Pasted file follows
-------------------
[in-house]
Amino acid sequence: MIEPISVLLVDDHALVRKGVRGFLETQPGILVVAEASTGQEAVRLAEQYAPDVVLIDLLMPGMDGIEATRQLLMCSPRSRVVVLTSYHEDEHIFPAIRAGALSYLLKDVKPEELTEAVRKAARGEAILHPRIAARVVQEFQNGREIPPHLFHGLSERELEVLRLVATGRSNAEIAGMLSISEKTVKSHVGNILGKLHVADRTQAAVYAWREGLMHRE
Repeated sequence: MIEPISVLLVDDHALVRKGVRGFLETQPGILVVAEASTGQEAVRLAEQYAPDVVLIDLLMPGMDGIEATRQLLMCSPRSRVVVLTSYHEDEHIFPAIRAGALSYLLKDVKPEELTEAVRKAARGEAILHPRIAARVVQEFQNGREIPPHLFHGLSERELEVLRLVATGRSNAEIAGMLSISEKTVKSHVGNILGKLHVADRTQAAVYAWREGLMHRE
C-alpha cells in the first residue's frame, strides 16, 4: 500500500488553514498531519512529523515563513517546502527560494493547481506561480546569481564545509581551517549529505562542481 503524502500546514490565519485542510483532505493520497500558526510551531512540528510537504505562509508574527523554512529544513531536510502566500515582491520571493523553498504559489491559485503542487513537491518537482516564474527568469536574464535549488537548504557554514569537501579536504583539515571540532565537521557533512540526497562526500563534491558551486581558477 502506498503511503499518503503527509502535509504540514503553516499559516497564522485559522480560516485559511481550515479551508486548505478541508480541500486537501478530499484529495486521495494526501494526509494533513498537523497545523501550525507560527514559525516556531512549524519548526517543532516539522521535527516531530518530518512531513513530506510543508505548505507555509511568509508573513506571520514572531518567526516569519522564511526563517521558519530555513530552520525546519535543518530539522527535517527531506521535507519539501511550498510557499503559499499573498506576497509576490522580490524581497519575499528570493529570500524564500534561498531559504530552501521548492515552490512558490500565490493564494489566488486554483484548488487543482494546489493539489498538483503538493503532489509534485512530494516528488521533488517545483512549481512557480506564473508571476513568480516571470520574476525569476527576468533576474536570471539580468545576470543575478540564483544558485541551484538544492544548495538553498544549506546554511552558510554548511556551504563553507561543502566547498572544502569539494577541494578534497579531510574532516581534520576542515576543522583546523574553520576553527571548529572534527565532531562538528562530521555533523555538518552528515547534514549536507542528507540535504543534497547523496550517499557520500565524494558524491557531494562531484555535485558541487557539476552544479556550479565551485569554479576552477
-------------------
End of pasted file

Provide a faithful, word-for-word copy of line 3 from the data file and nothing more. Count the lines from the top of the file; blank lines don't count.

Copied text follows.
Repeated sequence: MIEPISVLLVDDHALVRKGVRGFLETQPGILVVAEASTGQEAVRLAEQYAPDVVLIDLLMPGMDGIEATRQLLMCSPRSRVVVLTSYHEDEHIFPAIRAGALSYLLKDVKPEELTEAVRKAARGEAILHPRIAARVVQEFQNGREIPPHLFHGLSERELEVLRLVATGRSNAEIAGMLSISEKTVKSHVGNILGKLHVADRTQAAVYAWREGLMHRE